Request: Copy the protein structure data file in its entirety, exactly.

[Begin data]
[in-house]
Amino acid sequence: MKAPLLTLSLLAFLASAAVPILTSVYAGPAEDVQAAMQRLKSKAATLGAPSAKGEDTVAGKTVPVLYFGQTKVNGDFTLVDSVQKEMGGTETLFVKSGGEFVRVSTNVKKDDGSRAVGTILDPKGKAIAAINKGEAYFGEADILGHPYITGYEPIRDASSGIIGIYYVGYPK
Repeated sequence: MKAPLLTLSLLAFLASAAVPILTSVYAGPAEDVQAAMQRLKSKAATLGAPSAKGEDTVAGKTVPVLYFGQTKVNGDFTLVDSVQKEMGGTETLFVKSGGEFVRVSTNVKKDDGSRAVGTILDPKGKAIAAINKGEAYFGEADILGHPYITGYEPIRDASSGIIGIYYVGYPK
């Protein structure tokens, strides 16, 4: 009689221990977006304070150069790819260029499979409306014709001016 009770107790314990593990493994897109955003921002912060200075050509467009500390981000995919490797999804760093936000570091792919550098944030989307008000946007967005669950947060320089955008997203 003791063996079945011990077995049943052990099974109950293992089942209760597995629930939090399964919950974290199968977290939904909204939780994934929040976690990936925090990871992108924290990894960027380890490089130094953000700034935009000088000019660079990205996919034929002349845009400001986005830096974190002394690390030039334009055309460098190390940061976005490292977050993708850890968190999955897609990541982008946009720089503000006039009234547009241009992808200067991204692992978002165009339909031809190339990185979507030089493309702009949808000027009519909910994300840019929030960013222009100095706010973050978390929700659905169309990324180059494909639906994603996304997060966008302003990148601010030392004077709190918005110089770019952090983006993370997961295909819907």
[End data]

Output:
[in-house]
Amino acid sequence: MKAPLLTLSLLAFLASAAVPILTSVYAGPAEDVQAAMQRLKSKAATLGAPSAKGEDTVAGKTVPVLYFGQTKVNGDFTLVDSVQKEMGGTETLFVKSGGEFVRVSTNVKKDDGSRAVGTILDPKGKAIAAINKGEAYFGEADILGHPYITGYEPIRDASSGIIGIYYVGYPK
Repeated sequence: MKAPLLTLSLLAFLASAAVPILTSVYAGPAEDVQAAMQRLKSKAATLGAPSAKGEDTVAGKTVPVLYFGQTKVNGDFTLVDSVQKEMGGTETLFVKSGGEFVRVSTNVKKDDGSRAVGTILDPKGKAIAAINKGEAYFGEADILGHPYITGYEPIRDASSGIIGIYYVGYPK
């Protein structure tokens, strides 16, 4: 009689221990977006304070150069790819260029499979409306014709001016 009770107790314990593990493994897109955003921002912060200075050509467009500390981000995919490797999804760093936000570091792919550098944030989307008000946007967005669950947060320089955008997203 003791063996079945011990077995049943052990099974109950293992089942209760597995629930939090399964919950974290199968977290939904909204939780994934929040976690990936925090990871992108924290990894960027380890490089130094953000700034935009000088000019660079990205996919034929002349845009400001986005830096974190002394690390030039334009055309460098190390940061976005490292977050993708850890968190999955897609990541982008946009720089503000006039009234547009241009992808200067991204692992978002165009339909031809190339990185979507030089493309702009949808000027009519909910994300840019929030960013222009100095706010973050978390929700659905169309990324180059494909639906994603996304997060966008302003990148601010030392004077709190918005110089770019952090983006993370997961295909819907």